There has been a struggle towards equality between women and men. Therefore, various conventions are being held in the international arena for women’s rights, equality between genders, property rights to women, political suffrage and to guarantee the right to political organizing. The outcomes of these conventions stipulate that states must ensure equal access to economic opportunities through political information, counseling facilities, and the right to receive direct benefits from social security programs, functional skills training, formal and informal training and employment.

In August 2009, in Dhaka, Bangladesh, a program against violence against women was organized by La Via Campesina. It included women representatives from nine countries, including South Korea, Japan, Taiwan, Philippines, Indonesia, Thailand, Bangladesh, India, and Nepal. This program discussed the violence against women in the South Asian region and made an action plan to stop it. Women has been outspoken on this issue and are working to end violence, discrimination, and inequality around the world.

In Nepal, as a result of the continuous movement against feudalism, women’s participation in politics has increased. During the implementation of the Constitution of Nepal, the National Assembly had a 33% of women’s participation. Besides that, a 34% of women in the Provincial Assembly and 40% in the local level have been ensured. The country has got a woman president, a woman speaker of the House of Representatives and a woman chief of justice. The demand of Nepali women is the representation of women at the policy-making level in an inclusive manner based on the population.

Political Participation

Taking a closer look at the presence of women in government structures and people’s representative organizations, it can be mentioned that women are represented in only a few states. Currently, only 22 out of 200 countries in the world have a female head of state or head of government. 119 countries still haven’t had any female head of state or head of government. Women make up only 21% of the world’s executive bodies, while only 14 countries have more than 50% of female ministers.

Although the participation of women in the Council of Ministers has increased slightly, a study in Nepalese scenario, has shown that the responsibilities of general ministries such as Women, Children, Youth and Disabled, Social, Environment and Natural Resources and Energy have been given to women. Ministries such as Finance, Home and Internal Security, Foreign Affairs, Defense, Industry and Trade are rarely led by women. It sends a message that women are not trusted to exercise power and manage resources, or that women are not ready.

The state of representation in the legislature is also not encouraging, but it is gradually increasing. In 1995, only 11% of women in the world were represented in legislatures. This amount reached 25% by 2020. Policy interventions such as quotas and reservations are being made to increase women’s representation in the legislature.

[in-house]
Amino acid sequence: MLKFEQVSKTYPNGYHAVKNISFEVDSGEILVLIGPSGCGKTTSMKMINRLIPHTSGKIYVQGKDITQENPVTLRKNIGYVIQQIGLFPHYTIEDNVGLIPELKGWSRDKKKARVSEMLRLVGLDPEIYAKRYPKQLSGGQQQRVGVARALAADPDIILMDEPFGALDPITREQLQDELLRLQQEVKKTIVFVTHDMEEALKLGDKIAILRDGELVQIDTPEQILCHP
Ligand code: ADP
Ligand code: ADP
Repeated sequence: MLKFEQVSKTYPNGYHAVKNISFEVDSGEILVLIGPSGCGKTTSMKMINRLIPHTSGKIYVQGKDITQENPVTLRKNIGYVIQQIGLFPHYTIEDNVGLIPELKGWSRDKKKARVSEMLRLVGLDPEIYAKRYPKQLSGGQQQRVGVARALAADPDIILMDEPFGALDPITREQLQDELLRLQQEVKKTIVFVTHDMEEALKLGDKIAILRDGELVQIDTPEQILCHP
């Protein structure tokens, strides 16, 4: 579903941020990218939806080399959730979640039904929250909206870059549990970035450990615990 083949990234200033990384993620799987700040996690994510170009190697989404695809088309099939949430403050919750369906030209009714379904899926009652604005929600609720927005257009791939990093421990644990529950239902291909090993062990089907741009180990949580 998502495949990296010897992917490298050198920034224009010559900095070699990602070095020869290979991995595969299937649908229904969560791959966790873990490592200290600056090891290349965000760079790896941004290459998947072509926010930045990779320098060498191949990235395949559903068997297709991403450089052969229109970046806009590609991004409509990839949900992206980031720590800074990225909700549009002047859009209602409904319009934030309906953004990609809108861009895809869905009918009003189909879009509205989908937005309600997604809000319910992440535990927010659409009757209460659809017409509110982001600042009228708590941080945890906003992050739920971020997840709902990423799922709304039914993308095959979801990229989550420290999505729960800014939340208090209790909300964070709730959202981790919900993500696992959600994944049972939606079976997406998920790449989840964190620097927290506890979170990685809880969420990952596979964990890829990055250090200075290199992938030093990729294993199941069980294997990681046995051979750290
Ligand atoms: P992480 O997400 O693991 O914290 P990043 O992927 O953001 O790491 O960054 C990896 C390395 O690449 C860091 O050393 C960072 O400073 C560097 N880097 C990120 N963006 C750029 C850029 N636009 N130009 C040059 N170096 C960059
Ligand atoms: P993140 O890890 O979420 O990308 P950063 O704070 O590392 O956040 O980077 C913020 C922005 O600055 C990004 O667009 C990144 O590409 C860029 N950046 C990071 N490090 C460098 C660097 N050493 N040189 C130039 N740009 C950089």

Women’s representation at the local level is as significant, or even more, than in the national legislature. In a study conducted in 133 countries, the representation of women in local bodies is around 37%. It is more than 40% in 18 countries, and more than 50% in only two countries. In order to increase the representation of women, some countries have made special arrangements in local committees. In India, for example, 62% of the people involved in water supply committees are women. In Nepal, there is a provision that at least 33% of participants in local consumer committees should be women. The total number of members in primary cooperative organizations is 7.3 million, in which women represent 54%. But women’s representation in such committees, assemblies and directly in civil bodies is low. For example, out of 29,886 cooperatives in Nepal, only about 4 thousand have women leading the management.

There is still a long way to go. We should not get tired of eradicating the deep-rooted differences in our society, we still have a long way to go to reach the goal. Violence against women is also based on such man-made and superstitious rituals, which should be eradicated at any cost. Women have been left behind by being deprived of opportunities and dignified conditions of living, but they are trying to move forward as much as possible by making use of what they have got.

Violence against women does not only affect women’s ability and creativity. It damages the family and the entire society. Our demands will be heard only if we study and expand the movement in collaboration with various organizations working against women’s violence. It is clear above all that the problems of women are almost the same all over the world. That is why it is not possible to run a movement or to struggle individually. We, oppressed women, need to unite nationally and internationally. We must unite our experiences to struggle together against all kinds of violence against us.


Sabitri Neupane is a member of the Women Peasants’ Association in Nepal.

Edited by Bianca Pessoa and Helena Zelic